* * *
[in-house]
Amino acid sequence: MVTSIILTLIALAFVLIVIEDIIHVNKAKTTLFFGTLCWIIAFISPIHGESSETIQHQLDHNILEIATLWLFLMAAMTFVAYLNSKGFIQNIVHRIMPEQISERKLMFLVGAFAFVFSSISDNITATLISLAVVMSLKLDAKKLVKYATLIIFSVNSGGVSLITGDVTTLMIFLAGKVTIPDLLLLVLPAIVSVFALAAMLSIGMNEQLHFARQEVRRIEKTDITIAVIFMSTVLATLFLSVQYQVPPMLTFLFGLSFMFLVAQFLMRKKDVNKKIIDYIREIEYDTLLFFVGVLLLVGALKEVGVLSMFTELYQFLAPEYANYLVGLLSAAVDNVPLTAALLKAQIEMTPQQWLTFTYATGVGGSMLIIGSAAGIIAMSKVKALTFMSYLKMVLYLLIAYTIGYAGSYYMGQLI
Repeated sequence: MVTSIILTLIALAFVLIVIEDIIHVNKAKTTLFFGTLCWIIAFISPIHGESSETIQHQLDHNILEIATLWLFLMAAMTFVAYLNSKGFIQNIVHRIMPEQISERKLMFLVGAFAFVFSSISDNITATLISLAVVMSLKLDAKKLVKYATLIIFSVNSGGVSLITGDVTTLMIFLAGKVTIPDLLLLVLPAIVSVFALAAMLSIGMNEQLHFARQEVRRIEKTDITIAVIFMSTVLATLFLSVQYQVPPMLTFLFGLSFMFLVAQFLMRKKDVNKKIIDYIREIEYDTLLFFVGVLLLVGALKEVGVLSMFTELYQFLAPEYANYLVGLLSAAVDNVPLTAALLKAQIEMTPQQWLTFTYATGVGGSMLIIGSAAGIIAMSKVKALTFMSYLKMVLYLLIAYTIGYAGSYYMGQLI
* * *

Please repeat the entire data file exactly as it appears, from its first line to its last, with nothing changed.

[in-house]
Amino acid sequence: MVTSIILTLIALAFVLIVIEDIIHVNKAKTTLFFGTLCWIIAFISPIHGESSETIQHQLDHNILEIATLWLFLMAAMTFVAYLNSKGFIQNIVHRIMPEQISERKLMFLVGAFAFVFSSISDNITATLISLAVVMSLKLDAKKLVKYATLIIFSVNSGGVSLITGDVTTLMIFLAGKVTIPDLLLLVLPAIVSVFALAAMLSIGMNEQLHFARQEVRRIEKTDITIAVIFMSTVLATLFLSVQYQVPPMLTFLFGLSFMFLVAQFLMRKKDVNKKIIDYIREIEYDTLLFFVGVLLLVGALKEVGVLSMFTELYQFLAPEYANYLVGLLSAAVDNVPLTAALLKAQIEMTPQQWLTFTYATGVGGSMLIIGSAAGIIAMSKVKALTFMSYLKMVLYLLIAYTIGYAGSYYMGQLI
Repeated sequence: MVTSIILTLIALAFVLIVIEDIIHVNKAKTTLFFGTLCWIIAFISPIHGESSETIQHQLDHNILEIATLWLFLMAAMTFVAYLNSKGFIQNIVHRIMPEQISERKLMFLVGAFAFVFSSISDNITATLISLAVVMSLKLDAKKLVKYATLIIFSVNSGGVSLITGDVTTLMIFLAGKVTIPDLLLLVLPAIVSVFALAAMLSIGMNEQLHFARQEVRRIEKTDITIAVIFMSTVLATLFLSVQYQVPPMLTFLFGLSFMFLVAQFLMRKKDVNKKIIDYIREIEYDTLLFFVGVLLLVGALKEVGVLSMFTELYQFLAPEYANYLVGLLSAAVDNVPLTAALLKAQIEMTPQQWLTFTYATGVGGSMLIIGSAAGIIAMSKVKALTFMSYLKMVLYLLIAYTIGYAGSYYMGQLI